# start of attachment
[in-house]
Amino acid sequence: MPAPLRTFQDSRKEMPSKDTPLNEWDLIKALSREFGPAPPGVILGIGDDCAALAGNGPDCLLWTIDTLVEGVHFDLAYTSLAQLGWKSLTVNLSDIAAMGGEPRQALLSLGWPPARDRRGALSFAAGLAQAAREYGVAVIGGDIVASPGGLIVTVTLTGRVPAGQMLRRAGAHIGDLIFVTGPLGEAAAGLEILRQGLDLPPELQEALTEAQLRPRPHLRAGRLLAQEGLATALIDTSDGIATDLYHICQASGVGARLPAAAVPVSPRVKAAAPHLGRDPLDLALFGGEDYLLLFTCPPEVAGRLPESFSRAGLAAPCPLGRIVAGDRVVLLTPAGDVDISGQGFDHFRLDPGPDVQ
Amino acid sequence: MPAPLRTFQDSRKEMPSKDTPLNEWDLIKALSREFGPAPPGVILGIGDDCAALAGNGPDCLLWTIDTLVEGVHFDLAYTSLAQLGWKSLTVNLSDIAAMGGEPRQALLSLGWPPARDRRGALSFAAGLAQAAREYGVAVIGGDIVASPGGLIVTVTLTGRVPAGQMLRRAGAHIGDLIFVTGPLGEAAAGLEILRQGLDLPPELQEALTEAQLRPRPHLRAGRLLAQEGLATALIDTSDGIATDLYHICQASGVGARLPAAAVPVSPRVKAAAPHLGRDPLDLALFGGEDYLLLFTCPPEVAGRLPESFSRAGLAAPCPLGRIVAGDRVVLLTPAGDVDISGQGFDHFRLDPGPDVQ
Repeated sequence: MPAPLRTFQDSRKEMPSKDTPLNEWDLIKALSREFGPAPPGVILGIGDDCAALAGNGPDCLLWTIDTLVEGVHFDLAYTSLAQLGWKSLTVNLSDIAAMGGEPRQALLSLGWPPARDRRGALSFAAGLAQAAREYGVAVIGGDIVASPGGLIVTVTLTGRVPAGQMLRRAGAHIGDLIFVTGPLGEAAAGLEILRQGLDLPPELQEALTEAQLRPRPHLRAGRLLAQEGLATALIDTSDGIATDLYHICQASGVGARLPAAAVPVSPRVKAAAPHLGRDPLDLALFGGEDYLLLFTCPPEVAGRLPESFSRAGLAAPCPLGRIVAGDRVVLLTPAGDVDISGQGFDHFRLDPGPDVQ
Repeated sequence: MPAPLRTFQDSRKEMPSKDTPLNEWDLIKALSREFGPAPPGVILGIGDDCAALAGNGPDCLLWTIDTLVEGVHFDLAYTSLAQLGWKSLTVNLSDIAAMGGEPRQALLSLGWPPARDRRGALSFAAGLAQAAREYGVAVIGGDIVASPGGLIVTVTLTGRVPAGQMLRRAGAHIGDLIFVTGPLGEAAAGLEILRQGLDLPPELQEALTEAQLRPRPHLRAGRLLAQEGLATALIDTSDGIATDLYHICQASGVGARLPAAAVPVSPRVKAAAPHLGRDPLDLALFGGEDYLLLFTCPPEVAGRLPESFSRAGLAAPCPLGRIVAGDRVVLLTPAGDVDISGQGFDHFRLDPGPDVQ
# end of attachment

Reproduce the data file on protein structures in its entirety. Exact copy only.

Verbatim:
[in-house]
Amino acid sequence: MPAPLRTFQDSRKEMPSKDTPLNEWDLIKALSREFGPAPPGVILGIGDDCAALAGNGPDCLLWTIDTLVEGVHFDLAYTSLAQLGWKSLTVNLSDIAAMGGEPRQALLSLGWPPARDRRGALSFAAGLAQAAREYGVAVIGGDIVASPGGLIVTVTLTGRVPAGQMLRRAGAHIGDLIFVTGPLGEAAAGLEILRQGLDLPPELQEALTEAQLRPRPHLRAGRLLAQEGLATALIDTSDGIATDLYHICQASGVGARLPAAAVPVSPRVKAAAPHLGRDPLDLALFGGEDYLLLFTCPPEVAGRLPESFSRAGLAAPCPLGRIVAGDRVVLLTPAGDVDISGQGFDHFRLDPGPDVQ
Amino acid sequence: MPAPLRTFQDSRKEMPSKDTPLNEWDLIKALSREFGPAPPGVILGIGDDCAALAGNGPDCLLWTIDTLVEGVHFDLAYTSLAQLGWKSLTVNLSDIAAMGGEPRQALLSLGWPPARDRRGALSFAAGLAQAAREYGVAVIGGDIVASPGGLIVTVTLTGRVPAGQMLRRAGAHIGDLIFVTGPLGEAAAGLEILRQGLDLPPELQEALTEAQLRPRPHLRAGRLLAQEGLATALIDTSDGIATDLYHICQASGVGARLPAAAVPVSPRVKAAAPHLGRDPLDLALFGGEDYLLLFTCPPEVAGRLPESFSRAGLAAPCPLGRIVAGDRVVLLTPAGDVDISGQGFDHFRLDPGPDVQ
Repeated sequence: MPAPLRTFQDSRKEMPSKDTPLNEWDLIKALSREFGPAPPGVILGIGDDCAALAGNGPDCLLWTIDTLVEGVHFDLAYTSLAQLGWKSLTVNLSDIAAMGGEPRQALLSLGWPPARDRRGALSFAAGLAQAAREYGVAVIGGDIVASPGGLIVTVTLTGRVPAGQMLRRAGAHIGDLIFVTGPLGEAAAGLEILRQGLDLPPELQEALTEAQLRPRPHLRAGRLLAQEGLATALIDTSDGIATDLYHICQASGVGARLPAAAVPVSPRVKAAAPHLGRDPLDLALFGGEDYLLLFTCPPEVAGRLPESFSRAGLAAPCPLGRIVAGDRVVLLTPAGDVDISGQGFDHFRLDPGPDVQ
Repeated sequence: MPAPLRTFQDSRKEMPSKDTPLNEWDLIKALSREFGPAPPGVILGIGDDCAALAGNGPDCLLWTIDTLVEGVHFDLAYTSLAQLGWKSLTVNLSDIAAMGGEPRQALLSLGWPPARDRRGALSFAAGLAQAAREYGVAVIGGDIVASPGGLIVTVTLTGRVPAGQMLRRAGAHIGDLIFVTGPLGEAAAGLEILRQGLDLPPELQEALTEAQLRPRPHLRAGRLLAQEGLATALIDTSDGIATDLYHICQASGVGARLPAAAVPVSPRVKAAAPHLGRDPLDLALFGGEDYLLLFTCPPEVAGRLPESFSRAGLAAPCPLGRIVAGDRVVLLTPAGDVDISGQGFDHFRLDPGPDVQ